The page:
Bob Dornan Live, on 'Free' Taxpayer TV
IT'S almost midnight on the floor of the House of Representatives, and California Rep. Robert Dornan (R) is talking about his family's hair color.Skip to next paragraph
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"Out of my five children, four are freckle-faced redheads," he tells an audience of 435 empty chairs. "I have my first freckle-faced redhead in a ninth grandchild, Liam, who is staying with me this week."
This may seem strange to people who expect their representatives to address the grand issues of the day. But it's no surprise to fans of "special orders."
Each evening, after the House has concluded its scheduled business and the chamber has emptied, members are allotted time to speak (or digress) on any subject from Bosnia to the Menendez Brothers. Some, like Mr. Dornan, find such free access to C-Span's television audience hard to resist.
Some, however, do not.
At a constituent's request, freshman Rep. Lynn Rivers, a Michigan Democrat, estimated how much one hour-long special-orders speech costs taxpayers. Her conclusion: about $7,000.
In the name of reform, Representative Rivers introduced a bill that would require members to pay for their special-orders speechifying. If considered, it will indicate just how far Congress is willing to go to debunk its spendthrift image.
"It's not my goal to deprive anyone of a forum," Rivers insists. "But people in my district want us to be accountable for the resources of Congress we use."
On a typical night, about 20 lawmakers request to speak during special orders. Most ask for five-minute slots, but others, who gain permission from party leaders, speak for a full hour. Before new rules were brokered in 1994, the sessions ran as late as 2 a.m. Now they are automatically cut off at midnight.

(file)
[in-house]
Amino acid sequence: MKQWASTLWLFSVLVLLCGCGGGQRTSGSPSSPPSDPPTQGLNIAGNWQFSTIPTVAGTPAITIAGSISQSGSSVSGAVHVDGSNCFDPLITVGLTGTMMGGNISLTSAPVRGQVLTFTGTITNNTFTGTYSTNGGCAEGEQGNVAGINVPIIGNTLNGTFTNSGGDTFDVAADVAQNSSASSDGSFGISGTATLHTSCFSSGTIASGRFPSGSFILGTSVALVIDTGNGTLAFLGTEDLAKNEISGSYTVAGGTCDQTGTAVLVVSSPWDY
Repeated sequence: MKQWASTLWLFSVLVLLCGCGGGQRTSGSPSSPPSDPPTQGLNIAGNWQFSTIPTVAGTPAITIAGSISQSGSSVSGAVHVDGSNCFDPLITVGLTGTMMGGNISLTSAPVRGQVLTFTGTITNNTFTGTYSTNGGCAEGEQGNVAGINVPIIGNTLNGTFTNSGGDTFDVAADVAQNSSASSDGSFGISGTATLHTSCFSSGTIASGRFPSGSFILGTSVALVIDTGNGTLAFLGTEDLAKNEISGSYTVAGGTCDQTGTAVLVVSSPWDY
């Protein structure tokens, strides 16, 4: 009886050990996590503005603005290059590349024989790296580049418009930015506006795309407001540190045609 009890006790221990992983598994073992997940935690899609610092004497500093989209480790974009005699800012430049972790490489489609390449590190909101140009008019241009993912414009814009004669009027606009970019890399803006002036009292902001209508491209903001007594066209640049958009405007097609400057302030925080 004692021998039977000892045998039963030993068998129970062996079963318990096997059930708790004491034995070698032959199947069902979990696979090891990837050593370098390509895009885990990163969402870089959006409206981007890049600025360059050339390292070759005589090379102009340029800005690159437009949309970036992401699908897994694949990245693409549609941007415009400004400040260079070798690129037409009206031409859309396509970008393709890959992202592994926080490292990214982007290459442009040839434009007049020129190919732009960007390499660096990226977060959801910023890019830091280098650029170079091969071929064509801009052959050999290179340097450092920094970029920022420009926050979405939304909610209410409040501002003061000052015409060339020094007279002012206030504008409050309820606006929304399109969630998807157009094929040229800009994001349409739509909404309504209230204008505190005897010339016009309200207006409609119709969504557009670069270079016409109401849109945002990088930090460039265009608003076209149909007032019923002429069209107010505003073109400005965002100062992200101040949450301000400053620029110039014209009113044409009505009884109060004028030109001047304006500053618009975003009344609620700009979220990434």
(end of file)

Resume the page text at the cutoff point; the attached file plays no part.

Yet this year, Rivers says, special-orders time has increased. Expenses like overtime pay for Capitol staff, utility bills, and extra pages in the Congressional Record, she says, could cost taxpayers up to $2 million.
If Rivers's bill passes, special orders would join a list of congressional freebies eliminated this year, from photography to at-cost American flags.
But to some prolific speechmeisters, special orders is no mere perk. Dornan, a former combat pilot who is running for president, takes the floor almost every night. His penchant for digressions and outrageous statements have made him one of the most quotable, and controversial, members of Congress.
In a Nov. 30 speech about military policies, for example, Dornan called President Clinton a "triple-draft evader," and accused him of trying to renounce his citizenship during the Vietnam War.
In the same speech, Dornan discussed the brutality of Ho Chi Minh, described a Halloween parade in San Juan Capistrano, Calif., invoked the movie "Gone With the Wind," pointed out Mr. Clinton's habit of biting his lower lip during official ceremonies, and explained why John Wayne never saw combat in World War II.
This particular hour-long speech required six pages in the Congressional Record. With a printing cost of $466 a page, the speech consumed $3,026 in newsprint alone.